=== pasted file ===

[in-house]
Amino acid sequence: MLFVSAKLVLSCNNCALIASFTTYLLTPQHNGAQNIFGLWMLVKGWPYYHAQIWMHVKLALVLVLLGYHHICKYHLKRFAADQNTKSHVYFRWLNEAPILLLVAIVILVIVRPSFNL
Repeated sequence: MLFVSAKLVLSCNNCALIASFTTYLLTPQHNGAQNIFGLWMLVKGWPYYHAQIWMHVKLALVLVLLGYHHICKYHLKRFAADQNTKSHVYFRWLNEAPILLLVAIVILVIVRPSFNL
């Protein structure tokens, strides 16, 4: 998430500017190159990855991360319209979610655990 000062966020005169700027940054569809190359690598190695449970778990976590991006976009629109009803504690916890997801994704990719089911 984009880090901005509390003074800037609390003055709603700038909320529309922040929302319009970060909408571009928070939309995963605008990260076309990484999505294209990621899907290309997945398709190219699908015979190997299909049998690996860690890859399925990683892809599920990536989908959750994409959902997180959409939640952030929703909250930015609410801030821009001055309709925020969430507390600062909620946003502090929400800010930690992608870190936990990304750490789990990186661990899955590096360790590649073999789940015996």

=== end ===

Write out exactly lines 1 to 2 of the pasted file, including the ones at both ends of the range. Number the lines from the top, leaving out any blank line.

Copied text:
[in-house]
Amino acid sequence: MLFVSAKLVLSCNNCALIASFTTYLLTPQHNGAQNIFGLWMLVKGWPYYHAQIWMHVKLALVLVLLGYHHICKYHLKRFAADQNTKSHVYFRWLNEAPILLLVAIVILVIVRPSFNL